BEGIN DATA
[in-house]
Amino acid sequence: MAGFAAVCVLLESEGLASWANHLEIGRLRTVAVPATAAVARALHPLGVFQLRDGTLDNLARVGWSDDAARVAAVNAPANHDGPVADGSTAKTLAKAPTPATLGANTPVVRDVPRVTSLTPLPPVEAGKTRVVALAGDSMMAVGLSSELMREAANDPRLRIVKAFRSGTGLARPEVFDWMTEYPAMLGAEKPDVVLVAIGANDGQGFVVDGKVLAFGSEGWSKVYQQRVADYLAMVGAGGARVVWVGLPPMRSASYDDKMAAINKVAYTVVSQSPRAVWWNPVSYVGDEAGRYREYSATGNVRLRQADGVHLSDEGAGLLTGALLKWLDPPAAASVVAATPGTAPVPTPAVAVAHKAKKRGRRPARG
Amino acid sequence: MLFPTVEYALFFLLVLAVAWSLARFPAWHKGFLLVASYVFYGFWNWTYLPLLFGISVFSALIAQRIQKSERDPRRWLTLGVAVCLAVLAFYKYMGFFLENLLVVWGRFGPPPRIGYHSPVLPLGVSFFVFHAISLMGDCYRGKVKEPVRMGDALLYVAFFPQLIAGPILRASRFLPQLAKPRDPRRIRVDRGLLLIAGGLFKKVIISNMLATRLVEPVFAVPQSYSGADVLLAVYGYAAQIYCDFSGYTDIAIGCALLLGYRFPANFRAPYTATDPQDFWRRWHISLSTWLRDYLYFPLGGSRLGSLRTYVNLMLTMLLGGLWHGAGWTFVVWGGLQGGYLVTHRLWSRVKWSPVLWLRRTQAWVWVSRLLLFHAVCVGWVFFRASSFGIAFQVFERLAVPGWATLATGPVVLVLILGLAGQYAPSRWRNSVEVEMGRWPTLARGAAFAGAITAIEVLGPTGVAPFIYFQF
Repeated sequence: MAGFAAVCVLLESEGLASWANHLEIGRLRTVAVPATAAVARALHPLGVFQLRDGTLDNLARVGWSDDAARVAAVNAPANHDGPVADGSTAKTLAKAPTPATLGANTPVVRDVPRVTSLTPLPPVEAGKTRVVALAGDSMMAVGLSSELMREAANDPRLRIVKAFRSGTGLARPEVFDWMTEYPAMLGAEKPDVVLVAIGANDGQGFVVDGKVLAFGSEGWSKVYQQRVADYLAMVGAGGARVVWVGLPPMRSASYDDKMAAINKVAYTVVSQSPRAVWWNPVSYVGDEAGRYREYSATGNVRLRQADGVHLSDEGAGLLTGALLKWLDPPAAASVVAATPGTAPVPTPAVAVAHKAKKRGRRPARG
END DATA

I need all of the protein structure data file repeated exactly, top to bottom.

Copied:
[in-house]
Amino acid sequence: MAGFAAVCVLLESEGLASWANHLEIGRLRTVAVPATAAVARALHPLGVFQLRDGTLDNLARVGWSDDAARVAAVNAPANHDGPVADGSTAKTLAKAPTPATLGANTPVVRDVPRVTSLTPLPPVEAGKTRVVALAGDSMMAVGLSSELMREAANDPRLRIVKAFRSGTGLARPEVFDWMTEYPAMLGAEKPDVVLVAIGANDGQGFVVDGKVLAFGSEGWSKVYQQRVADYLAMVGAGGARVVWVGLPPMRSASYDDKMAAINKVAYTVVSQSPRAVWWNPVSYVGDEAGRYREYSATGNVRLRQADGVHLSDEGAGLLTGALLKWLDPPAAASVVAATPGTAPVPTPAVAVAHKAKKRGRRPARG
Amino acid sequence: MLFPTVEYALFFLLVLAVAWSLARFPAWHKGFLLVASYVFYGFWNWTYLPLLFGISVFSALIAQRIQKSERDPRRWLTLGVAVCLAVLAFYKYMGFFLENLLVVWGRFGPPPRIGYHSPVLPLGVSFFVFHAISLMGDCYRGKVKEPVRMGDALLYVAFFPQLIAGPILRASRFLPQLAKPRDPRRIRVDRGLLLIAGGLFKKVIISNMLATRLVEPVFAVPQSYSGADVLLAVYGYAAQIYCDFSGYTDIAIGCALLLGYRFPANFRAPYTATDPQDFWRRWHISLSTWLRDYLYFPLGGSRLGSLRTYVNLMLTMLLGGLWHGAGWTFVVWGGLQGGYLVTHRLWSRVKWSPVLWLRRTQAWVWVSRLLLFHAVCVGWVFFRASSFGIAFQVFERLAVPGWATLATGPVVLVLILGLAGQYAPSRWRNSVEVEMGRWPTLARGAAFAGAITAIEVLGPTGVAPFIYFQF
Repeated sequence: MAGFAAVCVLLESEGLASWANHLEIGRLRTVAVPATAAVARALHPLGVFQLRDGTLDNLARVGWSDDAARVAAVNAPANHDGPVADGSTAKTLAKAPTPATLGANTPVVRDVPRVTSLTPLPPVEAGKTRVVALAGDSMMAVGLSSELMREAANDPRLRIVKAFRSGTGLARPEVFDWMTEYPAMLGAEKPDVVLVAIGANDGQGFVVDGKVLAFGSEGWSKVYQQRVADYLAMVGAGGARVVWVGLPPMRSASYDDKMAAINKVAYTVVSQSPRAVWWNPVSYVGDEAGRYREYSATGNVRLRQADGVHLSDEGAGLLTGALLKWLDPPAAASVVAATPGTAPVPTPAVAVAHKAKKRGRRPARG